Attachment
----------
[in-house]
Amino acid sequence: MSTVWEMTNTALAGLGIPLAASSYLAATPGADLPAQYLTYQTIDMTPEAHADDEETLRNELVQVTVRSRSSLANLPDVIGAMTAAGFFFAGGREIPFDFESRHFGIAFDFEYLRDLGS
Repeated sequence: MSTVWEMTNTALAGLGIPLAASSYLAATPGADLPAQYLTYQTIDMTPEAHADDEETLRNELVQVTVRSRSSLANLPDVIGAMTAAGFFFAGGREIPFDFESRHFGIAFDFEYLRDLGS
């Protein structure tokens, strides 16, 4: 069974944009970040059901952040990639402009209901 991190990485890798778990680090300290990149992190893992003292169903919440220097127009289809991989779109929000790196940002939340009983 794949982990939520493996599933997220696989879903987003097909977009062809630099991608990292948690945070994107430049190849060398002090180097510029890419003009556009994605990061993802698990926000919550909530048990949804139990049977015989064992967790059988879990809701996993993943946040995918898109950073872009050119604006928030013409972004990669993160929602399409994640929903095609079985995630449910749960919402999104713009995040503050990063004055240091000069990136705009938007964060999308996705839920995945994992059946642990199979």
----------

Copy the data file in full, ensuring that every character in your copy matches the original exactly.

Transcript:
[in-house]
Amino acid sequence: MSTVWEMTNTALAGLGIPLAASSYLAATPGADLPAQYLTYQTIDMTPEAHADDEETLRNELVQVTVRSRSSLANLPDVIGAMTAAGFFFAGGREIPFDFESRHFGIAFDFEYLRDLGS
Repeated sequence: MSTVWEMTNTALAGLGIPLAASSYLAATPGADLPAQYLTYQTIDMTPEAHADDEETLRNELVQVTVRSRSSLANLPDVIGAMTAAGFFFAGGREIPFDFESRHFGIAFDFEYLRDLGS
């Protein structure tokens, strides 16, 4: 069974944009970040059901952040990639402009209901 991190990485890798778990680090300290990149992190893992003292169903919440220097127009289809991989779109929000790196940002939340009983 794949982990939520493996599933997220696989879903987003097909977009062809630099991608990292948690945070994107430049190849060398002090180097510029890419003009556009994605990061993802698990926000919550909530048990949804139990049977015989064992967790059988879990809701996993993943946040995918898109950073872009050119604006928030013409972004990669993160929602399409994640929903095609079985995630449910749960919402999104713009995040503050990063004055240091000069990136705009938007964060999308996705839920995945994992059946642990199979």